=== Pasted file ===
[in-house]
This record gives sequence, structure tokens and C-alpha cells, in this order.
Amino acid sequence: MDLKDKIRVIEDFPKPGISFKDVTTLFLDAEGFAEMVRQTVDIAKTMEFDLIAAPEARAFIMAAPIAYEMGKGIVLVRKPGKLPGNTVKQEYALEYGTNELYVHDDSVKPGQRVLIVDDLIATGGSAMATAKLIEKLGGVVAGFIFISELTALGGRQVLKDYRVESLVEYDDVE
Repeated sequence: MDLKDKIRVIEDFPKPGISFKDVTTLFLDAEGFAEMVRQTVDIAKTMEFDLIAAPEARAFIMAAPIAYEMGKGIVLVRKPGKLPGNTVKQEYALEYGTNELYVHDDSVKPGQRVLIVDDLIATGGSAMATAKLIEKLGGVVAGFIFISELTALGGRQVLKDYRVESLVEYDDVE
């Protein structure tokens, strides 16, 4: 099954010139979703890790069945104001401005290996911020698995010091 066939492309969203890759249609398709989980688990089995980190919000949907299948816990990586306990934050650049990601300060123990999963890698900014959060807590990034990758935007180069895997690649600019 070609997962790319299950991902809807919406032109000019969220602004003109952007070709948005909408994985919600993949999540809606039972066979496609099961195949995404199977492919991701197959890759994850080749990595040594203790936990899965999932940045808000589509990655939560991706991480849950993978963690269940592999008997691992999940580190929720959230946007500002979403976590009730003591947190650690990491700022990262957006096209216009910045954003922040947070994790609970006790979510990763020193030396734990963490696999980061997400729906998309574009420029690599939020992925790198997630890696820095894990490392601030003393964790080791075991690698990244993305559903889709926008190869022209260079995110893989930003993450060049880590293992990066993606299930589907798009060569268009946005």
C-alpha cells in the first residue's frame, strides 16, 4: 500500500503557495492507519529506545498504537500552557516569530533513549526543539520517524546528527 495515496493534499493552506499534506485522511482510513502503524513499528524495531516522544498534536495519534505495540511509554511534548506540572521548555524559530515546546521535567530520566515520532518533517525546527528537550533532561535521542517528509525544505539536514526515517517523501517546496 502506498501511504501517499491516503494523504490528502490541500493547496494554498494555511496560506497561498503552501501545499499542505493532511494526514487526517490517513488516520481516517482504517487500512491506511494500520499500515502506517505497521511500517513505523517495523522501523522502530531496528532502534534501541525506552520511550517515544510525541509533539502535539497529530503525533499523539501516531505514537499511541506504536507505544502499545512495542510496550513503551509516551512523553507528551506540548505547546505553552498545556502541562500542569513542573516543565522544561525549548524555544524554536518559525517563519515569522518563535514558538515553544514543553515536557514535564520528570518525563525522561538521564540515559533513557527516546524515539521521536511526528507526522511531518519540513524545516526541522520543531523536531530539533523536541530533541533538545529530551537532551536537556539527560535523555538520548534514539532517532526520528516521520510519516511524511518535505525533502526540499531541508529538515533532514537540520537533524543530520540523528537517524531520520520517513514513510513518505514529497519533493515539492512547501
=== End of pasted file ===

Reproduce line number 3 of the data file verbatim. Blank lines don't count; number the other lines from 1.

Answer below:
Amino acid sequence: MDLKDKIRVIEDFPKPGISFKDVTTLFLDAEGFAEMVRQTVDIAKTMEFDLIAAPEARAFIMAAPIAYEMGKGIVLVRKPGKLPGNTVKQEYALEYGTNELYVHDDSVKPGQRVLIVDDLIATGGSAMATAKLIEKLGGVVAGFIFISELTALGGRQVLKDYRVESLVEYDDVE